On Saturday, Feb. 2, Baltimore memorialized the Rev. Vernon N. Dobson and recognized him as a giant in the history of the local civil rights struggle ("Civil rights leader founded BUILD," Jan. 27). Testimony was given of his efforts to desegregate Gwynn Oak Park in 1963, creation of the Maryland Food Bank in 1968 and, in the 1970s, the founding of Baltimoreans United In Leadership Development. He was lauded for his work in planning the 1963 March on Washington and his marching with Dr. Martin Luther King, Jr. from Selma to Montgomery, Ala. in 1965. His name was placed in the pantheon of those who were pre-eminent in the civil rights movement such as Walter P. Carter, Parren Mitchell, Marion Bascom, Sam Green, Wendell Phillips, Chester Wickware and Sam Daniels. He got the recognition he so rightly deserves.
I was there, too, to hear the platitudes to his fearless and tireless leadership. But I was there with my own personal memories of what it was like to be a young black child trying to make sense of those times and how I was influenced by the man my friends and I called "The Rev."
The Rev was a towering figure to me at the time; he seemed much taller then than later in life. I can still remember the tension I felt whenever he came home to find me "hanging around" his daughters and their girlfriends. His glance had the effect of disrupting my breathing pattern, which I am sure he was aware of and was amused by. I can still feel the anxiety when he came home one night, looked at me and said, "Son, this is the new rule. When I'm not here, you're not here." It was all I could do to get the "yes, sir" out of my mouth.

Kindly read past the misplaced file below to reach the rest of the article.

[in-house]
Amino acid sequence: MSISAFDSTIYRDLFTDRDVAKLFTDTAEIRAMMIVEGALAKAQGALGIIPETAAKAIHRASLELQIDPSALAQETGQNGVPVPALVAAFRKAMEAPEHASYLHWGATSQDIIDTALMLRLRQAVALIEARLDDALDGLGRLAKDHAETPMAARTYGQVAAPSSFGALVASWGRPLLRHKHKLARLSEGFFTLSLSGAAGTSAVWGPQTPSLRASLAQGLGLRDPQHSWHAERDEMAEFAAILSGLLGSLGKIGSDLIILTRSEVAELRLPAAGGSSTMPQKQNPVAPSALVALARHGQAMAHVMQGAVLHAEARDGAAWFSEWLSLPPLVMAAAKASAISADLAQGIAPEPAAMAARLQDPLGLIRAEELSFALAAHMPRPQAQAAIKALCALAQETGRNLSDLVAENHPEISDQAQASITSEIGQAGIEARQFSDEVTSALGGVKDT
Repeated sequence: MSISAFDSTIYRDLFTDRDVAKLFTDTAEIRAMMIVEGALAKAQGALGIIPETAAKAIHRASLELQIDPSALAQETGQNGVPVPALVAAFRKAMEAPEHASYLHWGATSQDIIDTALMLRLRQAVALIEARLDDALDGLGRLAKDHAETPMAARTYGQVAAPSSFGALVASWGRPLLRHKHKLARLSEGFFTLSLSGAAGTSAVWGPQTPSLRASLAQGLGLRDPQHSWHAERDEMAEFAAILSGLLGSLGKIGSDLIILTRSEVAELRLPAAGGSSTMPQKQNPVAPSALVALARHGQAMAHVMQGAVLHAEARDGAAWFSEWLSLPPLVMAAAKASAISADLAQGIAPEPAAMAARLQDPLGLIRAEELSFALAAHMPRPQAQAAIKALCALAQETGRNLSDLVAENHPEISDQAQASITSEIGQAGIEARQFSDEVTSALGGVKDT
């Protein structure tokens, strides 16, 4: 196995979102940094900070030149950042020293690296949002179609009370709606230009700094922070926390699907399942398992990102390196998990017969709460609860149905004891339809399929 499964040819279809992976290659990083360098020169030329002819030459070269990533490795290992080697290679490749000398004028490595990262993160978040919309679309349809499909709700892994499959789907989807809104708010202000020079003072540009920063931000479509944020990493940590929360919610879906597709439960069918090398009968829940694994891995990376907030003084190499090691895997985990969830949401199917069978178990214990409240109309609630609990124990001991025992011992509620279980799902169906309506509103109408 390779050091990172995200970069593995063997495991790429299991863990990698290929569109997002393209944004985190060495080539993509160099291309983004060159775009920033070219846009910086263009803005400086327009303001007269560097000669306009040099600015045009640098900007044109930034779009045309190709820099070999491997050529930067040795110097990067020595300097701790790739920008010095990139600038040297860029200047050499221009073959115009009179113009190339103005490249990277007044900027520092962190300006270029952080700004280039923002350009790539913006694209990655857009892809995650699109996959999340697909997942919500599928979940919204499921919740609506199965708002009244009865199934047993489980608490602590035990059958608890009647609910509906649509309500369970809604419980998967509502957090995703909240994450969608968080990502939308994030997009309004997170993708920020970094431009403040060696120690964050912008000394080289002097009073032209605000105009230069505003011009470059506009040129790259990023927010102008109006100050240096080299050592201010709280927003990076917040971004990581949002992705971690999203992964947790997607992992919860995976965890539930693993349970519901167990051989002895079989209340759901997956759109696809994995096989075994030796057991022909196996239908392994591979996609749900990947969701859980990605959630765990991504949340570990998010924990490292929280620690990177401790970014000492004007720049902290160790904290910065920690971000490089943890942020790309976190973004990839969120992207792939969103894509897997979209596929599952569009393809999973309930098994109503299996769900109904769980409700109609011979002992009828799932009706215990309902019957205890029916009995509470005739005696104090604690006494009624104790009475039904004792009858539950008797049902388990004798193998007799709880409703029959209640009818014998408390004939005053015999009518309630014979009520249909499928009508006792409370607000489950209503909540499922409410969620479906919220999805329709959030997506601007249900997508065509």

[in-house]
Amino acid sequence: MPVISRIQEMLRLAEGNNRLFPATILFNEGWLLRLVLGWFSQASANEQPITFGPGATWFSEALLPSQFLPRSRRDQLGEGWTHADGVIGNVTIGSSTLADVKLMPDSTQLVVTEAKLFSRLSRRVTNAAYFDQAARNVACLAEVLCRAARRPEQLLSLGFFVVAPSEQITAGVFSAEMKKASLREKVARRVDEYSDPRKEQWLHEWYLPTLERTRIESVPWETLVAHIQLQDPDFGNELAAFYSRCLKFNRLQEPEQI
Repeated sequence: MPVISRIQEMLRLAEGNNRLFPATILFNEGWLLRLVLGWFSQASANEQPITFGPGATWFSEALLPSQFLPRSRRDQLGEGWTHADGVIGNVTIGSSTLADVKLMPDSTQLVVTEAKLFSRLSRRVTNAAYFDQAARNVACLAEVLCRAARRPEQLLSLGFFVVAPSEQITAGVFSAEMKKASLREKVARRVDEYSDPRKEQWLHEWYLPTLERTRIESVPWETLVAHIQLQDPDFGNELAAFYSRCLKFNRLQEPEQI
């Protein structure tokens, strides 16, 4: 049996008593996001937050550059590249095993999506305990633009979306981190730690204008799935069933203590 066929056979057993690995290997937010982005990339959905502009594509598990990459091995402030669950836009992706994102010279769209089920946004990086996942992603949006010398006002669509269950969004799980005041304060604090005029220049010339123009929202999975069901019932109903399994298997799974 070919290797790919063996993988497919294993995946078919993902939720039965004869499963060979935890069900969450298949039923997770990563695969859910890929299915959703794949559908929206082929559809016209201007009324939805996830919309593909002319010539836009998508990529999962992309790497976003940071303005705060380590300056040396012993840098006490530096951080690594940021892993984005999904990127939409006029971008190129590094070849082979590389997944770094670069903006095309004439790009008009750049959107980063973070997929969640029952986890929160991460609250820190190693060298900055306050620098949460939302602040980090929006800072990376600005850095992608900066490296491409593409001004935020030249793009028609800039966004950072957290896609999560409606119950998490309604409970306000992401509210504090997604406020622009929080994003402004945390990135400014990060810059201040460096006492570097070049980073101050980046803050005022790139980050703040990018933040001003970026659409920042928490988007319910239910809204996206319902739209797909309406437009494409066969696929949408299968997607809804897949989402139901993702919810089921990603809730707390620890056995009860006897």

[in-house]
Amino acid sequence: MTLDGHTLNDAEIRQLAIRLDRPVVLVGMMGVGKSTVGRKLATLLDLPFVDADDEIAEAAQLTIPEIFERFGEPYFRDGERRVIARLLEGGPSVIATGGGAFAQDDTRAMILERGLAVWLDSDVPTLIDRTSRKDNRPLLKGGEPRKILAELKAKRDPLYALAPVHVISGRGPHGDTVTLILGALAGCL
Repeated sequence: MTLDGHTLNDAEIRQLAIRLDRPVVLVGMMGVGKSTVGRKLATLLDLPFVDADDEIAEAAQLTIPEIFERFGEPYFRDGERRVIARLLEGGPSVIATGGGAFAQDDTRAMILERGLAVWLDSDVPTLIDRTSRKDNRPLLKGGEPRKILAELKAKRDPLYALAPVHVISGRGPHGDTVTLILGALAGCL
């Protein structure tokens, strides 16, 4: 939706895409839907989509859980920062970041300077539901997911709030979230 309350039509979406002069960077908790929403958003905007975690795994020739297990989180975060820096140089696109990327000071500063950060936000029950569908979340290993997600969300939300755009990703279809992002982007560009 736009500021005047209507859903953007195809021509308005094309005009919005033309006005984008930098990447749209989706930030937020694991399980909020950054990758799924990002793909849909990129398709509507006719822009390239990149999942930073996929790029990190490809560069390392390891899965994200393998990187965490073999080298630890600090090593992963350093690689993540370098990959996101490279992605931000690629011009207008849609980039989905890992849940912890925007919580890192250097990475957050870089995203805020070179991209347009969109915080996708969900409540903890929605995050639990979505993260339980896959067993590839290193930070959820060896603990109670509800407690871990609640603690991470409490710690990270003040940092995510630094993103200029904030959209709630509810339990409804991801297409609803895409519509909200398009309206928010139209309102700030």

But more than anything I will remember how he influenced me and the youth of the community to recognize and be aware of the social dynamics of being black in Baltimore. Not that we were oblivious to it since we lived in Ashburton during those turbulent times and blacks in Ashburton during the late 1950s and 1960s were few and far between. However, he taught us dignity, courage, and the fact that we owed it to those who came and sacrificed before us to be fearless, continue to speak up for ourselves and never let anyone treat us as second class citizens.
So I was there to recognize the man as legend but to say thanks for his love and mentoring.
Rest in peace, Rev.
Tyrone Hill, Baltimore